WTO shoots down US meat-labeling rule

WTO shoots down US meat-labeling rule

The World Trade Organization (WTO) has ruled against the U.S. appeal to keep its country-of-origin labeling (COOL) rule for imported cuts of beef and pork.

Canada and Mexico have long disputed the U.S. rule, arguing that it puts the countries’ meats at an unfair disadvantage in the U.S. market.

Issued in 2013, the COOL regulations would require that meat packaging give more information about where the animals were born, raised and slaughtered. Under the rule, the label on a cut of beef could theoretically read “Born in Mexico, raised in Canada, slaughtered in the U.S.A.”

WTO’s appellate body said Monday that the mandatory rule violates U.S. trade obligations and imposes a disproportionate burden in record-keeping and verification requirements on meat producers and processors.

Timothy Reif, chief counsel for the Office of the U.S. Trade Representative, said the U.S. is disappointed in the WTO’s decision.

“We are considering all options going forward, and will continue to consult with members of Congress and interested members of the public regarding possible next steps,” he said.

U.S. industry groups, meanwhile, cheered the ruling.

“If there ever was any question that mandatory country-of-origin labeling is a trade barrier that violates our international agreements, the WTO ruling against the United States today should lay those doubts to rest,” the North American Meat Institute (NAMI) said in a news release on Monday.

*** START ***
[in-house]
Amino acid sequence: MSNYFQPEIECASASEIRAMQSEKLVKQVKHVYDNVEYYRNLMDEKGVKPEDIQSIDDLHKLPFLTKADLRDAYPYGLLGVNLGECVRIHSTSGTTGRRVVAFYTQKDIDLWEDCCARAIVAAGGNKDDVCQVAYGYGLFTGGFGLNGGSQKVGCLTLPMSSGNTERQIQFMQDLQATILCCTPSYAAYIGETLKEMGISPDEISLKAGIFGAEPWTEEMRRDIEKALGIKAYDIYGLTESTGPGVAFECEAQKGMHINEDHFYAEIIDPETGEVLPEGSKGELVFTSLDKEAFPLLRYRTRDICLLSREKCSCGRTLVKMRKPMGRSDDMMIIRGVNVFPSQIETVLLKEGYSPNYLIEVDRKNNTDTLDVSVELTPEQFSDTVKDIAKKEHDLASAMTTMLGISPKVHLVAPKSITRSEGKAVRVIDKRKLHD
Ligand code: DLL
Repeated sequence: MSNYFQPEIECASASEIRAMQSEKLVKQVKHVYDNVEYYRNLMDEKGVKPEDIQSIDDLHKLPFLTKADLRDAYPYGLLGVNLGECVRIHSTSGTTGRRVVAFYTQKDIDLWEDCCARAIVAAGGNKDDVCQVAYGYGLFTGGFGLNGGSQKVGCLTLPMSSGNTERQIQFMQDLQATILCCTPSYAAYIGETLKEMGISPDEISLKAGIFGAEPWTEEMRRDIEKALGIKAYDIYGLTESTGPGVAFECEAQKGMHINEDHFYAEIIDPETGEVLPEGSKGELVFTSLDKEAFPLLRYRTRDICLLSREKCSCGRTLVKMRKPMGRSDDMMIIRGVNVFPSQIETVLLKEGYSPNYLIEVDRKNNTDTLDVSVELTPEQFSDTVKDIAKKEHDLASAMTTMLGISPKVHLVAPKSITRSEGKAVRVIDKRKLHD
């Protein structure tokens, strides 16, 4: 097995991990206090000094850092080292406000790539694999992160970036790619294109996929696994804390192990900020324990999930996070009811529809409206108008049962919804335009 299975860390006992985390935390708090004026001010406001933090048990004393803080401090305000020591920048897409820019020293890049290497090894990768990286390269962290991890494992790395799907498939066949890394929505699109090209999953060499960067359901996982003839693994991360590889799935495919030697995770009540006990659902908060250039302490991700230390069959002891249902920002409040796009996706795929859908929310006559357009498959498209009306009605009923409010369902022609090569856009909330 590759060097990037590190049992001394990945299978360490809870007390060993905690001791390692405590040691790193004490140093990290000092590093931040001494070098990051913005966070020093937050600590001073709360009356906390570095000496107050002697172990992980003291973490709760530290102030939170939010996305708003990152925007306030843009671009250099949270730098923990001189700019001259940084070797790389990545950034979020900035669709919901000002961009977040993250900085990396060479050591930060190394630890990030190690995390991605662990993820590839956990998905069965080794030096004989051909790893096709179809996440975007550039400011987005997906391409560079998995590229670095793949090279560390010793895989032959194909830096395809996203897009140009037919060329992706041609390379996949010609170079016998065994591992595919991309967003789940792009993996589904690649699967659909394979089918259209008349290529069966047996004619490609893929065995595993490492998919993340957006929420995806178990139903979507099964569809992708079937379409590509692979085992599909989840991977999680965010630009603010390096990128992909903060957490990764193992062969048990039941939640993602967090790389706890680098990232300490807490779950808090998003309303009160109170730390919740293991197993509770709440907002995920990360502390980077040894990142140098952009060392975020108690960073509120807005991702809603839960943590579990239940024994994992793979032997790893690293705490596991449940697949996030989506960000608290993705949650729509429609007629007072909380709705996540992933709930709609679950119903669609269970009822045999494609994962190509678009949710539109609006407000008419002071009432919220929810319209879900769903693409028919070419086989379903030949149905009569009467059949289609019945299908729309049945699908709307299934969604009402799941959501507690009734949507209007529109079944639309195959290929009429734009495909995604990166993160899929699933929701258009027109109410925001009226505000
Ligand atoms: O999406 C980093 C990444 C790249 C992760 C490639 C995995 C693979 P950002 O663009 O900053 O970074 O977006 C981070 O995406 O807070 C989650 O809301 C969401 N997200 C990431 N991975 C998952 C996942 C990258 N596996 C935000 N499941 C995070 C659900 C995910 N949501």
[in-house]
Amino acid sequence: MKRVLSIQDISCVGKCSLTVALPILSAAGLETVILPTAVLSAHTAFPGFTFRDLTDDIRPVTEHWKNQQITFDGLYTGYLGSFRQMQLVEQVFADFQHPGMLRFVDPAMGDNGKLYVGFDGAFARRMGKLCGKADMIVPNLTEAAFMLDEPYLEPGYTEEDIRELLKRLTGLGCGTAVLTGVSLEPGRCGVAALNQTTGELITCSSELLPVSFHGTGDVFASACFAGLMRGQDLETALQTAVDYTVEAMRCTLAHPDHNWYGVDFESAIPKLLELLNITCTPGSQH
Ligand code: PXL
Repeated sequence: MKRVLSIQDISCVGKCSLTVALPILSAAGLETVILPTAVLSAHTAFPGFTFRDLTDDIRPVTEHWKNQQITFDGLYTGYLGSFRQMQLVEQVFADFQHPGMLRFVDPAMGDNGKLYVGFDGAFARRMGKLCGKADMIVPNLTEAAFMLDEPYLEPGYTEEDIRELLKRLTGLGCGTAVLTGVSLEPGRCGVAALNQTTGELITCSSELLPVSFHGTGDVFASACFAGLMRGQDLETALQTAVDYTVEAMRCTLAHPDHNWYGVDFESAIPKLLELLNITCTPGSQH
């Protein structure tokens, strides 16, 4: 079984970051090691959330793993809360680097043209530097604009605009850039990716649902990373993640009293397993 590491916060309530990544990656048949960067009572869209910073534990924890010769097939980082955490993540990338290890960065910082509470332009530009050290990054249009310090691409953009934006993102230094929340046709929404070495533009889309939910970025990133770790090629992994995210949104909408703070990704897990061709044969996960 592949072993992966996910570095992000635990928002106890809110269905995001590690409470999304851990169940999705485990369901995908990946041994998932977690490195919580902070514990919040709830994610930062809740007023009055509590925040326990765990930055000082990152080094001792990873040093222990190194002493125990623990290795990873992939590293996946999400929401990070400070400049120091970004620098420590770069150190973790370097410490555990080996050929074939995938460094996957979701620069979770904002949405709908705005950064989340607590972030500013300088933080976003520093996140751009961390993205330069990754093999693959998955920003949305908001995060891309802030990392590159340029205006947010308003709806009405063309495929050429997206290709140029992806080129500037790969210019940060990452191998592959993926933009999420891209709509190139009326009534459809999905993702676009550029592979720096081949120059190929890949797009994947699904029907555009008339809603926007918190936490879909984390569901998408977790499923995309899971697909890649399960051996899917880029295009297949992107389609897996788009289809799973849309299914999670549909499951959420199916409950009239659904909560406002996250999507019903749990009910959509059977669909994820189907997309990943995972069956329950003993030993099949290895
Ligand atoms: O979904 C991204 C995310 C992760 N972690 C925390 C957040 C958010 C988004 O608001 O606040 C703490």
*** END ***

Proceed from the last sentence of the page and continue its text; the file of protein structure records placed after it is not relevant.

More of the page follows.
NAMI said it will work with Congress to repeal COOL once and for all.

Members of the COOL Reform Coalition are concerned that Canada and Mexico will now retaliate against the U.S by imposing billions of dollars worth of tariffs on U.S. food, agriculture and manufacturing.    

"WTO-authorized retaliation by two of the largest U.S. trading partners could result in very substantial tariffs affecting multiple sectors of the U.S. economy, threatening the livelihoods of American families who depend on U.S. manufacturing," Linda Dempsey, coalition chair and vice president of international economic affairs at the National Association of Manufacturers, said in a news release.

The coalition is now calling on Congress to intervene and bring the U.S. into compliance with its trade obligations.